EEG in Cardiac Surgery – Moving Past The Obvious
Various strategies for intraoperative cerebral monitoring have been evaluated over the decades, with electroencephalography (EEG) monitoring as one of the oldest. There are reports in the literature from as early as 1937 comparing EEG (referred to as electro-encephalogram) to an electrocardiogram with evaluation of this technique for the detection of changes in brain activity with drug administration.

Researchers investigate the use of processed EEG (pEEG)-guided anesthetic management in cardiac surgery patients. They present a retrospective cohort analysis in patients undergoing cardiac surgery with cardiopulmonary bypass (CPB) comparing 150 with intraoperative pEEG with 150 historical controls without implementation of pEEG. Practice change for implementation of pEEG during cardiac surgery occurred in 2017 at the author's institution allowing comparison between the two groups. The authors assessed if pEEG-guided anesthetic management led to ease in CPB separation and decreased use of vasoactive and inotropic requirements (as measured by vasoactive and inotropic score [VIS]) in the intensive care unit (ICU). Although pEEG use did not impact successful separation from bypass it did lead to a significantly lower vasoactive and inotropic drug requirement upon arrival in the ICU.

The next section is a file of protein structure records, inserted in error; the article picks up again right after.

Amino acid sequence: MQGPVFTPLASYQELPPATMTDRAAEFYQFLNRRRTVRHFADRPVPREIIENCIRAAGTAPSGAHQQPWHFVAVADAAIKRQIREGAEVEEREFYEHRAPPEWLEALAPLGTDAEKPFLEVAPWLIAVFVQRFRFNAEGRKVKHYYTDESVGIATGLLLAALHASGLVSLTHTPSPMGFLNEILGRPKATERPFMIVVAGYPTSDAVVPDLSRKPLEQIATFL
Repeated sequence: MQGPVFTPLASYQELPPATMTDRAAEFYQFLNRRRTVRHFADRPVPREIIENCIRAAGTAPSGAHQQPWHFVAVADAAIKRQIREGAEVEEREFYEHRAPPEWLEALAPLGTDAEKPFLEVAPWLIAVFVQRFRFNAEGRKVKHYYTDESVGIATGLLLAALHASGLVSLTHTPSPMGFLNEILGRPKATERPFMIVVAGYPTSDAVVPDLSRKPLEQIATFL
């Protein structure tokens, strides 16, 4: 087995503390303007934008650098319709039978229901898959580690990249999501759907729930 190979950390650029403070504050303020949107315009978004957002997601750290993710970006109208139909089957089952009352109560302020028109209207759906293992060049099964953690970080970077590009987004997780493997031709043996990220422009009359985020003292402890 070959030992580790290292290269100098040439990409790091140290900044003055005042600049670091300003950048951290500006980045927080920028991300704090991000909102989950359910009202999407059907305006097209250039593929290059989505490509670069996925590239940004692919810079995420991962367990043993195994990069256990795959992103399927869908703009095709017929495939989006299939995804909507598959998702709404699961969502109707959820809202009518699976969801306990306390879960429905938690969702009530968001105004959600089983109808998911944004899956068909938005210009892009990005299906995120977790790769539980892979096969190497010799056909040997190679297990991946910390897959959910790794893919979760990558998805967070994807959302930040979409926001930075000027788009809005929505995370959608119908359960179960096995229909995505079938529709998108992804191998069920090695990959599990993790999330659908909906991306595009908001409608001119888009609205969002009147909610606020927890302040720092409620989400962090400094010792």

There is no gold standard for determining the “best anesthetic” that balances adequate depth while limiting the risks of anesthetic drugs. Given that the brain is the target organ for inhaled and intravenous anesthetic agents, cortical brain activity analysis can potentially assist with goal-directed titration. Advances in monitoring and diagnostics in cardiac anesthesia are unparalleled, yet reliable, real-time assessment of brain function and perfusion is lacking. Traditional EEG monitoring during cardiac surgery utilized scalp electrodes in a particular configuration and required an understanding of pattern recognition for detecting abnormal brain activity. The sheer complexity of these systems limited routine clinical use. Technological advancements have led to modifications that simplify the broader applicability for implementation in clinical care. Algorithms reduce raw EEG data into pEEG indices that produce a dimensionless number that is easy to interpret. However, problems with precision and reliability are not uncommon with these new systems. For instance, some studies suggest that bispectral index (BIS) decreases with neuromuscular blockade in awake patients to levels congruent with general anesthesia. Additionally, baseline cognitive dysfunction, age, and metabolic perturbations can influence readings produced by pEEG. These findings suggest that pEEG can be highly variable, unreliable, and potentially lead to erroneous management.